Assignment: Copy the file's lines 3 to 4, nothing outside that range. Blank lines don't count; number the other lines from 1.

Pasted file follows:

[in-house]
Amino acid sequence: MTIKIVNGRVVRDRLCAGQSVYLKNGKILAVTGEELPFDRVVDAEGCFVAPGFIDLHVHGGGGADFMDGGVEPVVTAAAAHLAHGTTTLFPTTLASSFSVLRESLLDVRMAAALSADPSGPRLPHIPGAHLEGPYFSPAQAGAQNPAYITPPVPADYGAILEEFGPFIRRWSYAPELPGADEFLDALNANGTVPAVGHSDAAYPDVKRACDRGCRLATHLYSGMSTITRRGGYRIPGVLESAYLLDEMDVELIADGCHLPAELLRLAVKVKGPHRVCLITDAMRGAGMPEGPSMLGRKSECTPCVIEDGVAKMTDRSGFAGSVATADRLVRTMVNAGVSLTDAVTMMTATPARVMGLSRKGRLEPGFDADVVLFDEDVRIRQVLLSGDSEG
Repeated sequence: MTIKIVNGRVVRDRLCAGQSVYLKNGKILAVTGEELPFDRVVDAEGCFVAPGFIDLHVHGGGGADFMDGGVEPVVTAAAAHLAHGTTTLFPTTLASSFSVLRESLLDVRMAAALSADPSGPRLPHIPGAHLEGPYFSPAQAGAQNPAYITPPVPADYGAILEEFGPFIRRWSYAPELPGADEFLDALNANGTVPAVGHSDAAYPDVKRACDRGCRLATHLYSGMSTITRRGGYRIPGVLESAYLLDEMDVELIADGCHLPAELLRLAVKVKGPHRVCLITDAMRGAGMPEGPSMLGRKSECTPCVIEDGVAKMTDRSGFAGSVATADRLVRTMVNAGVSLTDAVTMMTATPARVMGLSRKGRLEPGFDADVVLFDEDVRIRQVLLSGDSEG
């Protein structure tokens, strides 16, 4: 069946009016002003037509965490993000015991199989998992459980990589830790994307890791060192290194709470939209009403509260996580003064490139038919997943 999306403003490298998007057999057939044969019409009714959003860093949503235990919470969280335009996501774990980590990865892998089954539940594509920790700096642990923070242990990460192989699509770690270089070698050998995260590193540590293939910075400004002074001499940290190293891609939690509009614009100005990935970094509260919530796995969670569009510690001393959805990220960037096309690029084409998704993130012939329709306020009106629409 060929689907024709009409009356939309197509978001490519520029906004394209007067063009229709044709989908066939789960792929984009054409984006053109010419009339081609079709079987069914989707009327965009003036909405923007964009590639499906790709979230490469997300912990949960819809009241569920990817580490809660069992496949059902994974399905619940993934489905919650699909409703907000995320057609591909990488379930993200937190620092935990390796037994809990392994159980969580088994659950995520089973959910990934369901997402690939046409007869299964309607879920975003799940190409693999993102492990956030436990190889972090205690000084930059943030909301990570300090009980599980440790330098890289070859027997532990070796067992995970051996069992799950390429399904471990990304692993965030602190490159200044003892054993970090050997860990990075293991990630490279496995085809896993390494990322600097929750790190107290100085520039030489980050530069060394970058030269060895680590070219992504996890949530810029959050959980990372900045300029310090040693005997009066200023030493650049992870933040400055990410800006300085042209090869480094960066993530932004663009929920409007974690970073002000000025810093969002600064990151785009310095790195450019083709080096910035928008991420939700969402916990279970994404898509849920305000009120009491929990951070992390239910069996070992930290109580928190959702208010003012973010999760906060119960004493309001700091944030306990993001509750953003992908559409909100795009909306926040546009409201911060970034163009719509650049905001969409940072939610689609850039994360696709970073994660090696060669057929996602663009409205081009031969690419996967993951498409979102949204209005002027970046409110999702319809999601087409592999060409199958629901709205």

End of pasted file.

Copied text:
Repeated sequence: MTIKIVNGRVVRDRLCAGQSVYLKNGKILAVTGEELPFDRVVDAEGCFVAPGFIDLHVHGGGGADFMDGGVEPVVTAAAAHLAHGTTTLFPTTLASSFSVLRESLLDVRMAAALSADPSGPRLPHIPGAHLEGPYFSPAQAGAQNPAYITPPVPADYGAILEEFGPFIRRWSYAPELPGADEFLDALNANGTVPAVGHSDAAYPDVKRACDRGCRLATHLYSGMSTITRRGGYRIPGVLESAYLLDEMDVELIADGCHLPAELLRLAVKVKGPHRVCLITDAMRGAGMPEGPSMLGRKSECTPCVIEDGVAKMTDRSGFAGSVATADRLVRTMVNAGVSLTDAVTMMTATPARVMGLSRKGRLEPGFDADVVLFDEDVRIRQVLLSGDSEG
């Protein structure tokens, strides 16, 4: 069946009016002003037509965490993000015991199989998992459980990589830790994307890791060192290194709470939209009403509260996580003064490139038919997943 999306403003490298998007057999057939044969019409009714959003860093949503235990919470969280335009996501774990980590990865892998089954539940594509920790700096642990923070242990990460192989699509770690270089070698050998995260590193540590293939910075400004002074001499940290190293891609939690509009614009100005990935970094509260919530796995969670569009510690001393959805990220960037096309690029084409998704993130012939329709306020009106629409 060929689907024709009409009356939309197509978001490519520029906004394209007067063009229709044709989908066939789960792929984009054409984006053109010419009339081609079709079987069914989707009327965009003036909405923007964009590639499906790709979230490469997300912990949960819809009241569920990817580490809660069992496949059902994974399905619940993934489905919650699909409703907000995320057609591909990488379930993200937190620092935990390796037994809990392994159980969580088994659950995520089973959910990934369901997402690939046409007869299964309607879920975003799940190409693999993102492990956030436990190889972090205690000084930059943030909301990570300090009980599980440790330098890289070859027997532990070796067992995970051996069992799950390429399904471990990304692993965030602190490159200044003892054993970090050997860990990075293991990630490279496995085809896993390494990322600097929750790190107290100085520039030489980050530069060394970058030269060895680590070219992504996890949530810029959050959980990372900045300029310090040693005997009066200023030493650049992870933040400055990410800006300085042209090869480094960066993530932004663009929920409007974690970073002000000025810093969002600064990151785009310095790195450019083709080096910035928008991420939700969402916990279970994404898509849920305000009120009491929990951070992390239910069996070992930290109580928190959702208010003012973010999760906060119960004493309001700091944030306990993001509750953003992908559409909100795009909306926040546009409201911060970034163009719509650049905001969409940072939610689609850039994360696709970073994660090696060669057929996602663009409205081009031969690419996967993951498409979102949204209005002027970046409110999702319809999601087409592999060409199958629901709205």